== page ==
Jacks or Better Poker Strategy for iPad

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Jacks or Better, also known as Draw Poker, is a variation of traditional video poker. As the name of the game implies, the payoffs start with a pair of jacks. Sometimes the game is also called 9/6 Jacks or Better, which refers to the payoff for a full house (9 credits) or a flush (6 credits). Hands with a value lower than a pair of jacks win nothing. A full deck of 52 cards is used to play the game. You’ll be dealt an initial hand after you choose the amount of money you want to wager on the outcome (by pressing the DEAL/DRAW button), and then you’ll have the option to keep or return all of some of your cards with the DEAL/DRAW button. The new cards will replace the cards you are discarding in the same positions.

The combinations you can achieve in Jacks or Better should be familiar to you if you’ve ever played any form of poker. One pair of jacks or better is where the payoffs start (i.e. 2 jacks, 2 queens, 2 kings, or 2 aces). Two pairs is the next level up, followed by three of a kind. A straight is even better (five cards in a sequence; the suite is irrelevant), and a flush ranks above that—that’s five cards of the same suit, in or out of sequence. A full house is a three of a kind and a pair, and right above that is four of a kind. The second highest combination you can achieve is a straight flush, which is five cards in a sequence in the same suit. A royal flush is the highest achievement with the best payoff, which is A-K-Q-J-10, all in the same suit.

Jacks or Better revolves around trying to make intelligent decisions about which cards to hold onto and which ones to trade off, and how many of each. Many different gamblers have developed different strategies for Jacks or Better. These strategies are typically presented in a chart format, and they are relatively easy to memorize. The idea is to try and discharge cards based on the hand you’ve been dealt until you have a winning combination. You have to think through all the possibilities in order to make sure you don’t miss any, starting at the top of the list with the combination with the highest payout.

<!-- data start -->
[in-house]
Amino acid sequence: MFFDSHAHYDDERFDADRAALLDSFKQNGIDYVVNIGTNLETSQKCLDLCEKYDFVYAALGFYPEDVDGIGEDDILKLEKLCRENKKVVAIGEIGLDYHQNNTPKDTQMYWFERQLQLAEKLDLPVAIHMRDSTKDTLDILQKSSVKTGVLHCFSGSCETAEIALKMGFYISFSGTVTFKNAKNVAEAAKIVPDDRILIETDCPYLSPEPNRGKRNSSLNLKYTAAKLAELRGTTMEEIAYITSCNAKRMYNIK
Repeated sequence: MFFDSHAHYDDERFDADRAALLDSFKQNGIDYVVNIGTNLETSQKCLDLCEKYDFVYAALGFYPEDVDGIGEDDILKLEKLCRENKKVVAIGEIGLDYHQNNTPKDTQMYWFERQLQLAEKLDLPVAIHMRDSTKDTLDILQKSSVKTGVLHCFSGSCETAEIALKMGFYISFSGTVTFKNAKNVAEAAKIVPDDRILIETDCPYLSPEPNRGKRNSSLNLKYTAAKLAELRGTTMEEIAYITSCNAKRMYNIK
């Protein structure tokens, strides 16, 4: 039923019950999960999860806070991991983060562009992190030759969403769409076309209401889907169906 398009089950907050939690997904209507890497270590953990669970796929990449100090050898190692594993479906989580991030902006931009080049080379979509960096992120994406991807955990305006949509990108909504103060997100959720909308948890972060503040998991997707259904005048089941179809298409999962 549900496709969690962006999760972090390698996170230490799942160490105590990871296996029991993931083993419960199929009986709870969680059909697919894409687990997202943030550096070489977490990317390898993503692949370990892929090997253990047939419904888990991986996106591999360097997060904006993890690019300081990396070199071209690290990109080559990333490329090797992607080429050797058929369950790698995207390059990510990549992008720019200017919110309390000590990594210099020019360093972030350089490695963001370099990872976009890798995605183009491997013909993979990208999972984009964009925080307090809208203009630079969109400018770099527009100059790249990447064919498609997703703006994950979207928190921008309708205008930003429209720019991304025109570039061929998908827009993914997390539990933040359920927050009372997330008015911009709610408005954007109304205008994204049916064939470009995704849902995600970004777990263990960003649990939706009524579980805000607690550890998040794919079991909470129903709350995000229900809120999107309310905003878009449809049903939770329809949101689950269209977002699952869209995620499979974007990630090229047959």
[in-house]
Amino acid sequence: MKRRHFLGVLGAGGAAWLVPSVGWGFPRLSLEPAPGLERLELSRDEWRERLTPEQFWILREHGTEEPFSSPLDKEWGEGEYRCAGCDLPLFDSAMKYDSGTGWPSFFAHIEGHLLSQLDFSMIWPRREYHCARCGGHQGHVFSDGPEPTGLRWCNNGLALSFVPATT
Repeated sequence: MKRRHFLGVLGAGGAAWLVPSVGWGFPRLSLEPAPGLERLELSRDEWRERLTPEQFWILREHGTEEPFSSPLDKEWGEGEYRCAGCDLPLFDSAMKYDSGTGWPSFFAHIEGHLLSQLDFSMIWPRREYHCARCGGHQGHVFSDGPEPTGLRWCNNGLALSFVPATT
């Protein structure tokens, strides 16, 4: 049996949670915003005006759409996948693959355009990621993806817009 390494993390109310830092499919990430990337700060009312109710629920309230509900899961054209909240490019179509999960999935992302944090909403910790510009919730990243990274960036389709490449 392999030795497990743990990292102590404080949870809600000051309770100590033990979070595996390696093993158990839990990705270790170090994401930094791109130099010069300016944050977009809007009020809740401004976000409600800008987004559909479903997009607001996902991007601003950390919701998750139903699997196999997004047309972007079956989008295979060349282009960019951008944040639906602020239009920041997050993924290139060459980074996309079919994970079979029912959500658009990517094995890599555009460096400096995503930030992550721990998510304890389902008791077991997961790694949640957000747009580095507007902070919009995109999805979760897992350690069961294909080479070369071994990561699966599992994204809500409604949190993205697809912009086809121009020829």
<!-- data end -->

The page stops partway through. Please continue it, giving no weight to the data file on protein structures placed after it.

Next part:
So the first thing you would do when you’re dealt a hand is ask yourself the obvious question: Do you have a royal straight flush? If so, you have the perfect hand and you would not want to discharge any of your cards. Similarly, a straight flush is really hard to achieve and has a great payoff, so if you have one, you won’t want to discharge anything. If you have four of a kind, you already have a great hand, but it could be better if you can achieve a flush (which is technically just five of a kind). So you’d trade in a single card and hold onto the four of a kind to see if you can get a flush. If you have four cards of a straight flush or royal straight flush combination, you’d trade in a single card to see if you could complete the combination. If you have a full house or a flush, you already have a great combination, so you wouldn’t do anything.

If you have three of a kind, you would keep the three of a kind and trade in your other two cards in hopes of achieving a higher combination. With a straight you’d do nothing (hold your cards), and with two pairs you’d hold four cards and trade in the other to see if you can get three of a kind.

As you work your way down the list you hold fewer and fewer of your cards, because things can only get better. It’s not even that challenging to understand/remember what to do when you have less useful hands. For example, you might have three cards to a straight flush with two gaps and two high end cards. In this case you’d hold the three and release the two. As your hand improves, you work your way up the chart until you close in on the highest possible payout for your hand given your circumstances.

As you hopefully have realized, there’s a logic behind all of these decisions, so while you can simply memorize a chart for Jacks or Better strategy, it’s easier to remember these decisions if you understand their basis. So have a look at a chart and think through it until you understand it. Play conservatively and hold onto the good cards you have; work on bettering your hand until you get the best combination each time.

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